The effectiveness of conservative treatment for patients with cervical radiculopathy: a systematic review

Research output: Contribution to journalArticlepeer-review


  • Erik J Thoomes
  • Wendy Scholten-Peeters
  • Bart Koes
  • Deborah Falla
  • Arianne P Verhagen

Colleges, School and Institutes

External organisations

  • *Department of General Practice, Erasmus Medical Centre, Rotterdam †Research Group Diagnostics, University of Applied Sciences AVANS, Breda, The Netherlands ‡Pain Clinic, Center for Anesthesiology, Emergency and Intensive Care Medicine, University Hospital Göttingen §Department of Neurorehabilitation Engineering, Bernstein Focus Neurotechnology (BFNT) Göttingen, Bernstein Center for Computational Neuroscience, University Medical Center Göttingen, Georg-August University, Göttingen, Germany.


OBJECTIVES: The aim of this systematic review is to assess the effectiveness of conservative treatments for patients with cervical radiculopathy, a term used to describe neck pain associated with pain radiating into the arm. Little is known about the effectiveness of conservative treatment for patients with cervical radiculopathy.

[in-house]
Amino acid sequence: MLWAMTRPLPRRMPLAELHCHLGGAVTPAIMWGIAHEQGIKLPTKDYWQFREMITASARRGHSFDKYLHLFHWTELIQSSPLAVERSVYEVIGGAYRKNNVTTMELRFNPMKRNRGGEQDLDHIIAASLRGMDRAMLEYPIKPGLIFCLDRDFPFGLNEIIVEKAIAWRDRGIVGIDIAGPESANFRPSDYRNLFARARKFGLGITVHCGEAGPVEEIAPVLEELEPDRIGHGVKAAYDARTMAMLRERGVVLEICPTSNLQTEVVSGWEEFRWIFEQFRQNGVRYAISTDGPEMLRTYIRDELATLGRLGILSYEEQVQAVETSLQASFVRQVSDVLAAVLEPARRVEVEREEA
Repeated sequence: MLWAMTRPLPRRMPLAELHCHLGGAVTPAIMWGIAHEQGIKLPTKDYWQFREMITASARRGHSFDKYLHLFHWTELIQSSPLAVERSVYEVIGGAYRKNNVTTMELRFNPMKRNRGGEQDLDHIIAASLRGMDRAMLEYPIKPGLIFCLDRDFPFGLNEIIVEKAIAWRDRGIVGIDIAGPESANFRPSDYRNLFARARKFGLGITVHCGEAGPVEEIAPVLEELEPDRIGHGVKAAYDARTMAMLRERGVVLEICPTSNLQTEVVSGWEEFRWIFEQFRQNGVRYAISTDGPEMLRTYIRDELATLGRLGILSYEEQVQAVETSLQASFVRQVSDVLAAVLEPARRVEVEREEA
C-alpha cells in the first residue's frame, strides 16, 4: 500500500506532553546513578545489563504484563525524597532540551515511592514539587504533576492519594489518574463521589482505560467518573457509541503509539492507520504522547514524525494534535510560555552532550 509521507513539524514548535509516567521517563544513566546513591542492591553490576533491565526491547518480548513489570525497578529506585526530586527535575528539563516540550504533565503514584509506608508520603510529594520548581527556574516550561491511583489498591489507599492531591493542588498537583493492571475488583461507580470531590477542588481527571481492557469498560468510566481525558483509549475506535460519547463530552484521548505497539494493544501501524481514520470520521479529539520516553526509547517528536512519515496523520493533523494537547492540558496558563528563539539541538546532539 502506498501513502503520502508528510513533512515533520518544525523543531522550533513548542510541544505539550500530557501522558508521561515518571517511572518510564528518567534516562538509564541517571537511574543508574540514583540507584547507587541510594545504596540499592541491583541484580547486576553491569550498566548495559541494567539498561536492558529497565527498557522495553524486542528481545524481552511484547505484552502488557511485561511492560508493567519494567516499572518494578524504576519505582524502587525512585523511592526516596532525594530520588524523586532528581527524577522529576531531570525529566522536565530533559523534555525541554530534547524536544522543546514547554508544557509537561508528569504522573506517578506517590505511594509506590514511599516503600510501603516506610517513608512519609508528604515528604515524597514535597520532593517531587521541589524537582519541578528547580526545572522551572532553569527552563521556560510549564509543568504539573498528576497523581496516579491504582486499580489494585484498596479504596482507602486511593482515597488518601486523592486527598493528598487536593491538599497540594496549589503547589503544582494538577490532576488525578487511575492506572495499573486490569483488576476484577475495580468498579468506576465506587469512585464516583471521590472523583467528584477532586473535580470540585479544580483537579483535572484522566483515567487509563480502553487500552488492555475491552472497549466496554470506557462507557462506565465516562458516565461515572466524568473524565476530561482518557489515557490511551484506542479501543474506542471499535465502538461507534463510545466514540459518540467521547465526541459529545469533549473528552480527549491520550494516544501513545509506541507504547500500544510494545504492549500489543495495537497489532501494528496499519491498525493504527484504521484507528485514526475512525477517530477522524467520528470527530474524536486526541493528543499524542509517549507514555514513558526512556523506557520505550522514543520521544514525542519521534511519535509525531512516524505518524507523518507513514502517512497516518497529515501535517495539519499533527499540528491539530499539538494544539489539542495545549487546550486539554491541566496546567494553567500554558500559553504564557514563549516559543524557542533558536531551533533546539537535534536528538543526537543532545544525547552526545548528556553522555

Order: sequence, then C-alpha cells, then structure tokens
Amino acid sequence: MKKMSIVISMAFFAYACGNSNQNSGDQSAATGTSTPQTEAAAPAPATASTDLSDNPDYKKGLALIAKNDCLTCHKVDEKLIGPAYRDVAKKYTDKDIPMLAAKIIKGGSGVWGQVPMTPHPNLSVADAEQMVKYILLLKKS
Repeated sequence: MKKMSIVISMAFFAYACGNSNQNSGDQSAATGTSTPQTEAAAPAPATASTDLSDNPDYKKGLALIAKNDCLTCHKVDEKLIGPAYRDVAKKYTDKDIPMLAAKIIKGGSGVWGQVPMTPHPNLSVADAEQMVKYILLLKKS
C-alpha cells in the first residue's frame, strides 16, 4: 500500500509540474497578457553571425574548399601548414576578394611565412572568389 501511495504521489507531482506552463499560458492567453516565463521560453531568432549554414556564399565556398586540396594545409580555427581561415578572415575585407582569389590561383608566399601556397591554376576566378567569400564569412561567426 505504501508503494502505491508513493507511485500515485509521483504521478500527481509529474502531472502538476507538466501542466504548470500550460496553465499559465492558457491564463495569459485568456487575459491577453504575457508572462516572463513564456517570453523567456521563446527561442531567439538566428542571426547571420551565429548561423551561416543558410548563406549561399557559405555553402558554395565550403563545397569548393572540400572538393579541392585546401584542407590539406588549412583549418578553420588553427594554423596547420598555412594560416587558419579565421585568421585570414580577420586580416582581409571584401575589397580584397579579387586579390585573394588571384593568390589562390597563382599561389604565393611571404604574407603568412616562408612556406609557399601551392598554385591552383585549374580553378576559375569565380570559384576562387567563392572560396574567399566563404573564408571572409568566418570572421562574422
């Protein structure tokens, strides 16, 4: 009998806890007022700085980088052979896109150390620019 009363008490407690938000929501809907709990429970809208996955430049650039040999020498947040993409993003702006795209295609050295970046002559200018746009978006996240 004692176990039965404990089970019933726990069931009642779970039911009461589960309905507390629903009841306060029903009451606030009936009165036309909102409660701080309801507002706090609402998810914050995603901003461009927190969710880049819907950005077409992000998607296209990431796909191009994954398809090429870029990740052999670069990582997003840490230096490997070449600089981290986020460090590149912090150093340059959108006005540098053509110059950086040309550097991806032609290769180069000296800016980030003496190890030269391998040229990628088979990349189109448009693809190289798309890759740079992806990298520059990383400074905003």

METHODS: We electronically searched the Cochrane Controlled Trials Register, MEDLINE, EMBASE, and CINAHL for randomized clinical trials. Conservative therapies consisted of physiotherapy, collar, traction etc. Two authors independently assessed the risk of bias using the criteria recommended by the Cochrane Back Review Group and extracted the data. If studies were clinically homogenous, a meta-analysis was performed. The overall quality of the body of evidence was evaluated using the GRADE method.

RESULTS: Fifteen articles were included that corresponded to 11 studies. Two studies scored low risk of bias. There is low-level evidence that a collar is no more effective than physiotherapy at short-term follow-up and very low-level evidence that a collar is no more effective than traction. There is low-level evidence that traction is no more effective than placebo traction and very low level-evidence that intermittent traction is no more effective than continuous traction.

DISCUSSION: On the basis of low-level to very low-level evidence, no 1 intervention seems to be superior or consistently more effective than other interventions. Regardless of the intervention assignment, patients seem to improve over time, indicating a favorable natural course. Use of a collar and physiotherapy show promising results at short-term follow-up.


Original languageEnglish
Pages (from-to)1073-86
Number of pages14
JournalClinical Journal of Pain
Issue number12
Publication statusPublished - Dec 2013


  • Humans, Neck Pain, Physical Therapy Modalities, Radiculopathy, Treatment Outcome, Journal Article, Review